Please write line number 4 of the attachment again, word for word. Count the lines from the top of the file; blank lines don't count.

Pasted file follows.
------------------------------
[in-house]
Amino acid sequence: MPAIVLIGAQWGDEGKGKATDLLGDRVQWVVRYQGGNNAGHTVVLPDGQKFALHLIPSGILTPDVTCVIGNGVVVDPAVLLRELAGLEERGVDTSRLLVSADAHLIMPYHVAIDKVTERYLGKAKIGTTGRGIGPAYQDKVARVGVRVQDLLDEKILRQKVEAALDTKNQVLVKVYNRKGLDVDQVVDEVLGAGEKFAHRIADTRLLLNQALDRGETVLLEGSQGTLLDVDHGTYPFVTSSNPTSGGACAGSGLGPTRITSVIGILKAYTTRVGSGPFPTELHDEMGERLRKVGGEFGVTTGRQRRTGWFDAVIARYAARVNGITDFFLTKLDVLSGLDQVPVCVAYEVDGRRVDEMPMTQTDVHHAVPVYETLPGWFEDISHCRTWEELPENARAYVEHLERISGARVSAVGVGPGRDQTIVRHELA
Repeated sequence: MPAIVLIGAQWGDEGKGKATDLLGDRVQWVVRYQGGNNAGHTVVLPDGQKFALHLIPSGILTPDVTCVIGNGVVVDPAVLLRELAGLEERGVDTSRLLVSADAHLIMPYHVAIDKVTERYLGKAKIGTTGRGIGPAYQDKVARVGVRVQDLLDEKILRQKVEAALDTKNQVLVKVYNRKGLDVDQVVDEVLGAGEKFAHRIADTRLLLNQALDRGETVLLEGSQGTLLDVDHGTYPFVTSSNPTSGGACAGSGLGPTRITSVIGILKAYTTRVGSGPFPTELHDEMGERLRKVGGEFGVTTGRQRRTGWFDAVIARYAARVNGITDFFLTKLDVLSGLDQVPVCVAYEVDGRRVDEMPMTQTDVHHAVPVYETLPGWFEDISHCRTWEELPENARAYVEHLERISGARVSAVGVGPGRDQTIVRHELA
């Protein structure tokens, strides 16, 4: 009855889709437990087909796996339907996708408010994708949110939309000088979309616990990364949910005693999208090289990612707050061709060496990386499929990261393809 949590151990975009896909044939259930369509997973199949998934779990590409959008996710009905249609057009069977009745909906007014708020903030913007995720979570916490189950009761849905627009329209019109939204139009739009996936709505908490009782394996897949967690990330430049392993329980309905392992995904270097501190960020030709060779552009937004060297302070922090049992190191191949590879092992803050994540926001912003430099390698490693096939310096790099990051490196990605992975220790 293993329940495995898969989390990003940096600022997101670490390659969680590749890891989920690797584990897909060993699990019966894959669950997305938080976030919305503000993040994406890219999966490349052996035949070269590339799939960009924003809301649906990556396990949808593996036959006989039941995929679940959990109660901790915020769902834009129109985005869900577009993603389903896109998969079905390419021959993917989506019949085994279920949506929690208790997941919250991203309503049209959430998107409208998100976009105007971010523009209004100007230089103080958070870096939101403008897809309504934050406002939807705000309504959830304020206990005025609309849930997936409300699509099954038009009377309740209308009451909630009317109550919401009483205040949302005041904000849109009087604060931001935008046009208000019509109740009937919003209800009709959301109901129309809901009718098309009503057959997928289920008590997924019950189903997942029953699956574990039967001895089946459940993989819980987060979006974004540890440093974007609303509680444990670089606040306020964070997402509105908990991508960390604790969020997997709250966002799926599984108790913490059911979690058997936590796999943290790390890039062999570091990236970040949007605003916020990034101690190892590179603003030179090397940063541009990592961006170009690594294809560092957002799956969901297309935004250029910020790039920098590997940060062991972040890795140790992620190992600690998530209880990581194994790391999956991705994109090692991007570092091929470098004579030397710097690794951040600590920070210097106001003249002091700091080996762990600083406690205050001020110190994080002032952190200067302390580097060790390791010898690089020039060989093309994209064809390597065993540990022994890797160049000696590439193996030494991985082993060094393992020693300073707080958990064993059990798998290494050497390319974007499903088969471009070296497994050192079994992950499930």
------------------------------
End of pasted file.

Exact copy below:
């Protein structure tokens, strides 16, 4: 009855889709437990087909796996339907996708408010994708949110939309000088979309616990990364949910005693999208090289990612707050061709060496990386499929990261393809 949590151990975009896909044939259930369509997973199949998934779990590409959008996710009905249609057009069977009745909906007014708020903030913007995720979570916490189950009761849905627009329209019109939204139009739009996936709505908490009782394996897949967690990330430049392993329980309905392992995904270097501190960020030709060779552009937004060297302070922090049992190191191949590879092992803050994540926001912003430099390698490693096939310096790099990051490196990605992975220790 293993329940495995898969989390990003940096600022997101670490390659969680590749890891989920690797584990897909060993699990019966894959669950997305938080976030919305503000993040994406890219999966490349052996035949070269590339799939960009924003809301649906990556396990949808593996036959006989039941995929679940959990109660901790915020769902834009129109985005869900577009993603389903896109998969079905390419021959993917989506019949085994279920949506929690208790997941919250991203309503049209959430998107409208998100976009105007971010523009209004100007230089103080958070870096939101403008897809309504934050406002939807705000309504959830304020206990005025609309849930997936409300699509099954038009009377309740209308009451909630009317109550919401009483205040949302005041904000849109009087604060931001935008046009208000019509109740009937919003209800009709959301109901129309809901009718098309009503057959997928289920008590997924019950189903997942029953699956574990039967001895089946459940993989819980987060979006974004540890440093974007609303509680444990670089606040306020964070997402509105908990991508960390604790969020997997709250966002799926599984108790913490059911979690058997936590796999943290790390890039062999570091990236970040949007605003916020990034101690190892590179603003030179090397940063541009990592961006170009690594294809560092957002799956969901297309935004250029910020790039920098590997940060062991972040890795140790992620190992600690998530209880990581194994790391999956991705994109090692991007570092091929470098004579030397710097690794951040600590920070210097106001003249002091700091080996762990600083406690205050001020110190994080002032952190200067302390580097060790390791010898690089020039060989093309994209064809390597065993540990022994890797160049000696590439193996030494991985082993060094393992020693300073707080958990064993059990798998290494050497390319974007499903088969471009070296497994050192079994992950499930």